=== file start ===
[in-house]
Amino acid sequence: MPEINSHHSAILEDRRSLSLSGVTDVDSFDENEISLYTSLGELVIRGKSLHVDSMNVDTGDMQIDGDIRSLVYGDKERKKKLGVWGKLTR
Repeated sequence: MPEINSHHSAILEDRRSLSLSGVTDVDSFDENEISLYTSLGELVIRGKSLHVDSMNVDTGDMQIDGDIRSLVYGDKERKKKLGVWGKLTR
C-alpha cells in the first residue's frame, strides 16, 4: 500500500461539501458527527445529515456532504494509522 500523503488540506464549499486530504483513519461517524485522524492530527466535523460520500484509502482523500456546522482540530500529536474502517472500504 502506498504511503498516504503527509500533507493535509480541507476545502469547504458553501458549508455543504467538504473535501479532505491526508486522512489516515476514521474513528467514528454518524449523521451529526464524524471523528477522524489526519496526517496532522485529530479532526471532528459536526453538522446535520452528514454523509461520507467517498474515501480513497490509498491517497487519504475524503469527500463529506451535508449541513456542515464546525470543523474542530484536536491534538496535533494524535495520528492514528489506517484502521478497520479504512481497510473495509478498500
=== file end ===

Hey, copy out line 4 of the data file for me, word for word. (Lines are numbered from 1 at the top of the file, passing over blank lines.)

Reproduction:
C-alpha cells in the first residue's frame, strides 16, 4: 500500500461539501458527527445529515456532504494509522 500523503488540506464549499486530504483513519461517524485522524492530527466535523460520500484509502482523500456546522482540530500529536474502517472500504 502506498504511503498516504503527509500533507493535509480541507476545502469547504458553501458549508455543504467538504473535501479532505491526508486522512489516515476514521474513528467514528454518524449523521451529526464524524471523528477522524489526519496526517496532522485529530479532526471532528459536526453538522446535520452528514454523509461520507467517498474515501480513497490509498491517497487519504475524503469527500463529506451535508449541513456542515464546525470543523474542530484536536491534538496535533494524535495520528492514528489506517484502521478497520479504512481497510473495509478498500